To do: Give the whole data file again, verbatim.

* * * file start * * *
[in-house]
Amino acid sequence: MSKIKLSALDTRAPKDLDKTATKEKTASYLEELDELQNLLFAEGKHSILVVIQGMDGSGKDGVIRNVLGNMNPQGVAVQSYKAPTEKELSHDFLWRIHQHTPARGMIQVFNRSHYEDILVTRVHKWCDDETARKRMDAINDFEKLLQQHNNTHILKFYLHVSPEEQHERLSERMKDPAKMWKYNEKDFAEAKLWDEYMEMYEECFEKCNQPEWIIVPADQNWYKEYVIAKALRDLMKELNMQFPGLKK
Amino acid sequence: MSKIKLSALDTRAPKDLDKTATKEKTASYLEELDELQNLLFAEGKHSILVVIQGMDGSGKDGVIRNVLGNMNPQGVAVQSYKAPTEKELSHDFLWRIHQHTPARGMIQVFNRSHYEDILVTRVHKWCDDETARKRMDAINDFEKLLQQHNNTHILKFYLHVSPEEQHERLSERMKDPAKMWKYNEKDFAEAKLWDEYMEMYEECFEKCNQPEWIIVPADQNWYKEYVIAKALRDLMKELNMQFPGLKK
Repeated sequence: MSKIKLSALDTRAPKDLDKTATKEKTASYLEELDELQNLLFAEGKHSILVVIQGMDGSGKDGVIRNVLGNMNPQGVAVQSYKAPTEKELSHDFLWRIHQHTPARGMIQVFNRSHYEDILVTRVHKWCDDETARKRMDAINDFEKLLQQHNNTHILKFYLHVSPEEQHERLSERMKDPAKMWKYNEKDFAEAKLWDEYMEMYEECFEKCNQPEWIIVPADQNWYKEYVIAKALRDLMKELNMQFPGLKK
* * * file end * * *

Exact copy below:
[in-house]
Amino acid sequence: MSKIKLSALDTRAPKDLDKTATKEKTASYLEELDELQNLLFAEGKHSILVVIQGMDGSGKDGVIRNVLGNMNPQGVAVQSYKAPTEKELSHDFLWRIHQHTPARGMIQVFNRSHYEDILVTRVHKWCDDETARKRMDAINDFEKLLQQHNNTHILKFYLHVSPEEQHERLSERMKDPAKMWKYNEKDFAEAKLWDEYMEMYEECFEKCNQPEWIIVPADQNWYKEYVIAKALRDLMKELNMQFPGLKK
Amino acid sequence: MSKIKLSALDTRAPKDLDKTATKEKTASYLEELDELQNLLFAEGKHSILVVIQGMDGSGKDGVIRNVLGNMNPQGVAVQSYKAPTEKELSHDFLWRIHQHTPARGMIQVFNRSHYEDILVTRVHKWCDDETARKRMDAINDFEKLLQQHNNTHILKFYLHVSPEEQHERLSERMKDPAKMWKYNEKDFAEAKLWDEYMEMYEECFEKCNQPEWIIVPADQNWYKEYVIAKALRDLMKELNMQFPGLKK
Repeated sequence: MSKIKLSALDTRAPKDLDKTATKEKTASYLEELDELQNLLFAEGKHSILVVIQGMDGSGKDGVIRNVLGNMNPQGVAVQSYKAPTEKELSHDFLWRIHQHTPARGMIQVFNRSHYEDILVTRVHKWCDDETARKRMDAINDFEKLLQQHNNTHILKFYLHVSPEEQHERLSERMKDPAKMWKYNEKDFAEAKLWDEYMEMYEECFEKCNQPEWIIVPADQNWYKEYVIAKALRDLMKELNMQFPGLKK